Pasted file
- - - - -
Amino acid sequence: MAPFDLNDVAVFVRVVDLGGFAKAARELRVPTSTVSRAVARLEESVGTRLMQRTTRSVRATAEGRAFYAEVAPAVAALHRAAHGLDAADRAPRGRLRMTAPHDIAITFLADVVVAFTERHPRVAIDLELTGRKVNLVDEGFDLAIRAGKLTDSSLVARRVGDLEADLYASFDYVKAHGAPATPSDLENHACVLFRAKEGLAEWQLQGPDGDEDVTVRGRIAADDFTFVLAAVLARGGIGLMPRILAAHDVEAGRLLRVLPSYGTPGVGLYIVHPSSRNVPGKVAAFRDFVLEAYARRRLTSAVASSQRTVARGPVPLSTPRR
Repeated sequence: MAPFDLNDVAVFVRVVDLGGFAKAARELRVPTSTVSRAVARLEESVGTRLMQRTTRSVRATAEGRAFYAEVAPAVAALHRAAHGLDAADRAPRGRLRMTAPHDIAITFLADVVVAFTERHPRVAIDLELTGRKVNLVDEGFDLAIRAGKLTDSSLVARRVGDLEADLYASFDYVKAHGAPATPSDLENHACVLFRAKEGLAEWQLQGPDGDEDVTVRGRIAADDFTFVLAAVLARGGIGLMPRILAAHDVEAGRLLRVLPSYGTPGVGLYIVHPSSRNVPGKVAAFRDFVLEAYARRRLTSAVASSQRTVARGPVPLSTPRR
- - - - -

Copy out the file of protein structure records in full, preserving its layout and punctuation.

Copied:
Amino acid sequence: MAPFDLNDVAVFVRVVDLGGFAKAARELRVPTSTVSRAVARLEESVGTRLMQRTTRSVRATAEGRAFYAEVAPAVAALHRAAHGLDAADRAPRGRLRMTAPHDIAITFLADVVVAFTERHPRVAIDLELTGRKVNLVDEGFDLAIRAGKLTDSSLVARRVGDLEADLYASFDYVKAHGAPATPSDLENHACVLFRAKEGLAEWQLQGPDGDEDVTVRGRIAADDFTFVLAAVLARGGIGLMPRILAAHDVEAGRLLRVLPSYGTPGVGLYIVHPSSRNVPGKVAAFRDFVLEAYARRRLTSAVASSQRTVARGPVPLSTPRR
Repeated sequence: MAPFDLNDVAVFVRVVDLGGFAKAARELRVPTSTVSRAVARLEESVGTRLMQRTTRSVRATAEGRAFYAEVAPAVAALHRAAHGLDAADRAPRGRLRMTAPHDIAITFLADVVVAFTERHPRVAIDLELTGRKVNLVDEGFDLAIRAGKLTDSSLVARRVGDLEADLYASFDYVKAHGAPATPSDLENHACVLFRAKEGLAEWQLQGPDGDEDVTVRGRIAADDFTFVLAAVLARGGIGLMPRILAAHDVEAGRLLRVLPSYGTPGVGLYIVHPSSRNVPGKVAAFRDFVLEAYARRRLTSAVASSQRTVARGPVPLSTPRR